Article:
Oligarchies are a worldly form of governance in which a group of privileged people appoint their own into leadership. The NT however requires men who are qualified by God's standards in 1 Tim. 3 and Titus 1, not the standards of an oligarchy. If an elder board hinders qualified men from serving because they aren't "of their group" they sin against Scripture. Therefore, the charge that eldership is oligarchical is a crude characterization. I've pastored both congregational and eldership churches. Christians love eldership - check out the 30 or so testimonies in my book from all over the world. But people don't sing the praises of congregationalism (not in my experience). What is there to say about it? "I got to vote?"

Now if believers all over the world sing the praises of eldership, and eldership was oligarchical, then you would have believers extolling something that only kept the gentrified in power and themselves in voiceless suppression. What is there for God's elect to praise in that?

Jeff Brown's picture

Ted, I have ordered your book, but it will not arrive for six weeks. So I cannot comment on your interpretation of Elder Rule (or whatever you want to name it). I will comment on those with which I am familiar. These writer's views are very well known. I read John MacArthur's pamphlet on Elder Rule (1982) but do not have it in my possession. He does not give the choice of elders to the church. Gene Getz, who originally put his views in print ahead of MacArthur, and has continued to write about it, teaches that elder candidates are to be selected by elders and their wives. The rest of the congregation is allowed only to voice reservations about any candidate Elders and Leaders, 293ff. James White says that Acts 14:23 gives the pattern for elder selection (as best one can interpret White, I think, "elders select elders"), Perspectives on Church Government, by Brand and Norman. Alexander Strauch, Biblical Eldership, believes that congregational election of elders is a legitimate biblical practice, but does not mandate it. I have also talked with a number of people from Brethren churches (originally Plymouth Brethren), who are very opposed to congregational interaction in decision-making. Their type of church government is essentially, Elder Rule, even when they do not call it that or call their leaders elders. The earliest written work on the Brethren view of church polity is found in The Church of God, by William Kelly.

The differences between these churches, excluding Alexander Strauch's views, and those of congregationalists have absolutely nothing to do with biblical qualifications of elders. All say the same thing about qualifications (except that most Brethren churches with which I have been familiar would not require an elder to be able to teach the congregation the Bible). The differences have nothing to do with the number of elders. The distinction is not the belief in whether the Holy Spirit is supposed to guide. There are no differences in confession of Jesus as Lord of the church. The distinction is, at its heart, does the congregation participate directly in decision-making, including elder selection, or is this the domain of the elders only?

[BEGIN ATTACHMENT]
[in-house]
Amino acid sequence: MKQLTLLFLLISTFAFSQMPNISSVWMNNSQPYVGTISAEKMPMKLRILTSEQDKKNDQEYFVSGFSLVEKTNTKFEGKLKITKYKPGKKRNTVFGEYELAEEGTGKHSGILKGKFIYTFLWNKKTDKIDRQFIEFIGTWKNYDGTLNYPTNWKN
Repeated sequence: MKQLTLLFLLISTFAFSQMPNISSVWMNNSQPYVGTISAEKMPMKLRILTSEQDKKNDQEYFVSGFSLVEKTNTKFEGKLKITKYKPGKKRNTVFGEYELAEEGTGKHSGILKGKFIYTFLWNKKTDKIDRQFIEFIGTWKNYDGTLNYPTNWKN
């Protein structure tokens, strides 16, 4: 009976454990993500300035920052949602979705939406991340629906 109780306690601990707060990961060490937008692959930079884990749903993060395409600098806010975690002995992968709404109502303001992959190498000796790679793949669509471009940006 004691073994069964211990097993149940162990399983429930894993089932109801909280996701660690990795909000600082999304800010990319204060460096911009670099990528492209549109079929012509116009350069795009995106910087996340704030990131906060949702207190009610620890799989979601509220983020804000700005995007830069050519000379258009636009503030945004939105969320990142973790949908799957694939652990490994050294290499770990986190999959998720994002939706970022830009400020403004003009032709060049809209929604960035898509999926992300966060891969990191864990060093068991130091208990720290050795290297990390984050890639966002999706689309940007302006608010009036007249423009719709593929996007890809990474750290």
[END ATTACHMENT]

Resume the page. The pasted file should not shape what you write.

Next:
The ancient government pattern similar to Elder Rule churches of this kind is the oligarchy. Though usually in an oligarchy in those times, the rulers were wealthy. That would be a real difference, I would think from most Elder Rule churches. But in an oligarchy like the Sanhedrin in Jerusalem, the leaders selected other leaders to rule. Decisions were not taken to the Jewish public. The Sanhedrin did not call assemblies. Likewise, in the ancient world, qualifications, including moral qualifications for leaders were laid out many times by classical writers. There was no oligarchy whose leaders did not have to measure up to qualifications (though obviously scoundrels were selected at times).

Finally, there were plenty of governments in the ancient world, which were a mixture of oligarchy and democracy, or monarchy and oligarchy, etc.

So if congregationalism has its counterpart in the world in the democracy, Elder Rule has its counterpart in the world in the Oligarchy. If one is crass comparison, so is the other. If congregationalism is a human, not a biblical idea, so is Elder Rule.

(as an aside, if the term "Elder Rule" comes from the Bible - and it does - it is also belongs to the domain of congregationalism. Congregationalists stress the rule (or leadership) of elders. There are no real congregational exceptions to that)

Jeff Brown

Jeff Brown's picture

Ted, I may find that when I read your book, that I do not differ with you so much on church governance. But I will have to wait until that time.

Jeff Brown

Ted Bigelow's picture

Jeff Brown wrote:
Ted, I may find that when I read your book, that I do not differ with you so much on church governance. But I will have to wait until that time.

You do! smile. I hope to show you that Scripture gives a clear pattern on eldership and that is perspicuous, authoritative and as different from congregationalism as night is from day. Even though both congregationalism and eldership use the same terms "elder," the two mean very different things by that term.

Eldership is oh so different than oligarchy. Like I said, in eldership men who are qualified by Scripture have to serve (1 Timothy 3:10). In an oligarchy, it is only men who meet the qualifications of the ruling few who are granted to be in leadership.

You know, come to think of it, "elder rule" is not a biblical term. 1 Timothy 5:17 is very clear than one elder should never rule, but rather a plurality of truly qualified men. They rule the church like a godly father is to rule his house (1 Tim 3:4-5).

Jeff Brown's picture